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Summary

  1. Get in touch: bizlivepage@bbc.co.uk

Live Reporting

By Howard Mustoe

All times stated are UK

  1. Gavin Stamp

    Political reporter, BBC News

    Union and EU flags outside the Houses of Parliament

    Gavin Stamp

    Political reporter, BBC News

    The PM has bowed to demands to hold a vote on pushing back the 29 March exit date. What are the other options?

    Read more
    next
  2. Goodbye

    That's enough for today. See you tomorrow from 06:00.

  3. Wall Street edges lower

    Wall Street's three major indexes fell slightly after a choppy session as investors digested mixed economic data and corporate news.

    Traders said many investors also stayed on the sidelines waiting for clarity on issues such as US-China trade talks.

    At the close, the Dow Jones was down 0.13% to 26,057.5, while the S&P 500 lost 0.08% to 2,793.8. The Nasdaq dropped 0.07% to 7,549.3.

  4. Container firms told probe is off

    containers

    Hapag-Lloyd, the massive German shipping firm, said it has been cleared in a US Department of Justice probe with no charges brought.

    "Hapag-Lloyd was informed that the U.S. Department of Justice, Antitrust Division is closing its investigation without charges against the company, its affiliates or any other current or former employees," Reuters quotes a company spokesman as saying.

    Maersk and Mediterranean Shipping Company made similar statements earlier. The investigation could have resulted in fines at a time when the container sector is struggling with slowing global economic growth.

  5. 'No rush' on US rates decisions

    The US central bank, the Federal Reserve, is in "no rush to make a judgement" about further changes to interest rates, its chairman Jerome Powell told a committee of senators.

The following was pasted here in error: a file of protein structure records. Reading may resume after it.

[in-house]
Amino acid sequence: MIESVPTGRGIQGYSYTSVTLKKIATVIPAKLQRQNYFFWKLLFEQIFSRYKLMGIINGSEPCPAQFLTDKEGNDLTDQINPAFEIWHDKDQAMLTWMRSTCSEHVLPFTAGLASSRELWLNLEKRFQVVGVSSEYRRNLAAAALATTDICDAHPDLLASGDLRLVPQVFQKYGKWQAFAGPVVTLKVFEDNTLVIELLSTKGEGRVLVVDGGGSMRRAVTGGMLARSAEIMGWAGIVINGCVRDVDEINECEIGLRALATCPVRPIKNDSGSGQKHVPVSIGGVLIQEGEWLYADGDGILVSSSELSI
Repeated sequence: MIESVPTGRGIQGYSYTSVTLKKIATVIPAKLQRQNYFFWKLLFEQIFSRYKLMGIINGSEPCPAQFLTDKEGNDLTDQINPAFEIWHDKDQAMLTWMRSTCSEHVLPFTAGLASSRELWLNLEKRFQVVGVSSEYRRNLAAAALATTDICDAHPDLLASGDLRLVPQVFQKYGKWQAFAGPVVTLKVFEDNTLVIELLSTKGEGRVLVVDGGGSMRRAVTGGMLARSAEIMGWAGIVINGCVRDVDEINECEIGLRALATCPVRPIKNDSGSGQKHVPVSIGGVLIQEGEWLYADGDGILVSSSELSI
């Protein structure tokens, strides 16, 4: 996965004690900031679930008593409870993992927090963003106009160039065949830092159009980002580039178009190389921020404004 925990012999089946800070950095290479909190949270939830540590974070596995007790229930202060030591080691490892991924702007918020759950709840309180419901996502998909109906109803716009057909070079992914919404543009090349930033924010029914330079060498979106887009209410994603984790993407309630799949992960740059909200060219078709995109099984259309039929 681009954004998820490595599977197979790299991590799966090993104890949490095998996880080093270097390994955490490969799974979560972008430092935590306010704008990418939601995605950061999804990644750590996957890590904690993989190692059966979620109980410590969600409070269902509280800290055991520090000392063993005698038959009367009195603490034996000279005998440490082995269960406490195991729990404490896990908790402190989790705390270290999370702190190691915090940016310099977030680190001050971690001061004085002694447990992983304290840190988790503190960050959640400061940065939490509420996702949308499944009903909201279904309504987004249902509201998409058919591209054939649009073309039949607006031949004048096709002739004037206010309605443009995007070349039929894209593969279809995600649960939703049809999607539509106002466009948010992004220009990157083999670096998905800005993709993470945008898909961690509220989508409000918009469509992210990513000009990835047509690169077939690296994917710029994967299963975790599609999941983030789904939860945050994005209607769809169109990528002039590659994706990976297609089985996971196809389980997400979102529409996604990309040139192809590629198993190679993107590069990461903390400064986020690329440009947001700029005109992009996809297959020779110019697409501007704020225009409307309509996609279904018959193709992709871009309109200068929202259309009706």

Disappointing data on retail sales contrast with steady hiring and wage growth, he said, sending "conflicting signals".

  6. Why delay?

    fin min

    France's finance minister says that Britain, if it wants to delay Brexit, will need to be clear as to why it should get one an extension.

    "If there is no clarity on the purpose of that extension, I don't see the necessity of that extension, so it is up to the British government to explain to us if they are asking for an extension," Bruno Le Maire said after a speech in Dublin on Tuesday.

  7. Fiat Chrysler jobs cut

    jeep

    Fiat Chrysler will cut nearly 1,400 jobs at an Illinois assembly plant where it builds the Jeep Cherokee, Reuters reports.

    The firm is cutting one of three shifts at the Belvidere Assembly plant starting in May. Earlier it announced it was investing $4.5bn in five plants and creating 6,500 jobs in Michigan, including building a new assembly plant in Detroit.

  8. Brexit impact assessment

    The government has published its assessment of the impact of a no-deal Brexit on business and trade.

    The report said "some food prices are likely to increase" and customs checks could cost business £13bn a year in a no-deal scenario.

    It also said there was "little evidence that businesses are preparing in earnest".

    But the government said it had undertaken "significant action" to prepare for no deal on 29 March.

  9. Dutch bought Air France-KLM stake

    fin min

    The Netherlands bought a 12.7% stake in Air France-KLM in a bid to strengthen its influence in the airline, the Dutch finance minister said.

    They want to eventually own the same size stake France does, finance minister Wopke Hoekstra told a press conference in The Hague. France owns 14.3% of the carrier, Delta owns 8.8%, China Eastern 8.8% and employees 3.9%.